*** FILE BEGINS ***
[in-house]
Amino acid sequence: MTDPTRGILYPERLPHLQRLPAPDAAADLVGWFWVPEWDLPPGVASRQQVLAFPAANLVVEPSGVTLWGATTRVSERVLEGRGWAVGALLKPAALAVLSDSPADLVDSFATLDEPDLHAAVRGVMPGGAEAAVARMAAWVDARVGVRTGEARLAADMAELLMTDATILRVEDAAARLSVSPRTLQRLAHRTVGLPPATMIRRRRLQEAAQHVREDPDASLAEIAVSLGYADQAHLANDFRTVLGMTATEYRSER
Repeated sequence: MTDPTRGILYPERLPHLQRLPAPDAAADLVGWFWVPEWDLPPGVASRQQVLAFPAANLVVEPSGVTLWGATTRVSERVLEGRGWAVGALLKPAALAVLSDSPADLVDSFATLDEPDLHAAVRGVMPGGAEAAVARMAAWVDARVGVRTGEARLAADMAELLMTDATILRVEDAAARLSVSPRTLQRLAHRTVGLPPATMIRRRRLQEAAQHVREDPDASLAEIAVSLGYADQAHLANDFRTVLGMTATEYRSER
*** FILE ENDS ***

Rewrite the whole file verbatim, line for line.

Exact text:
[in-house]
Amino acid sequence: MTDPTRGILYPERLPHLQRLPAPDAAADLVGWFWVPEWDLPPGVASRQQVLAFPAANLVVEPSGVTLWGATTRVSERVLEGRGWAVGALLKPAALAVLSDSPADLVDSFATLDEPDLHAAVRGVMPGGAEAAVARMAAWVDARVGVRTGEARLAADMAELLMTDATILRVEDAAARLSVSPRTLQRLAHRTVGLPPATMIRRRRLQEAAQHVREDPDASLAEIAVSLGYADQAHLANDFRTVLGMTATEYRSER
Repeated sequence: MTDPTRGILYPERLPHLQRLPAPDAAADLVGWFWVPEWDLPPGVASRQQVLAFPAANLVVEPSGVTLWGATTRVSERVLEGRGWAVGALLKPAALAVLSDSPADLVDSFATLDEPDLHAAVRGVMPGGAEAAVARMAAWVDARVGVRTGEARLAADMAELLMTDATILRVEDAAARLSVSPRTLQRLAHRTVGLPPATMIRRRRLQEAAQHVREDPDASLAEIAVSLGYADQAHLANDFRTVLGMTATEYRSER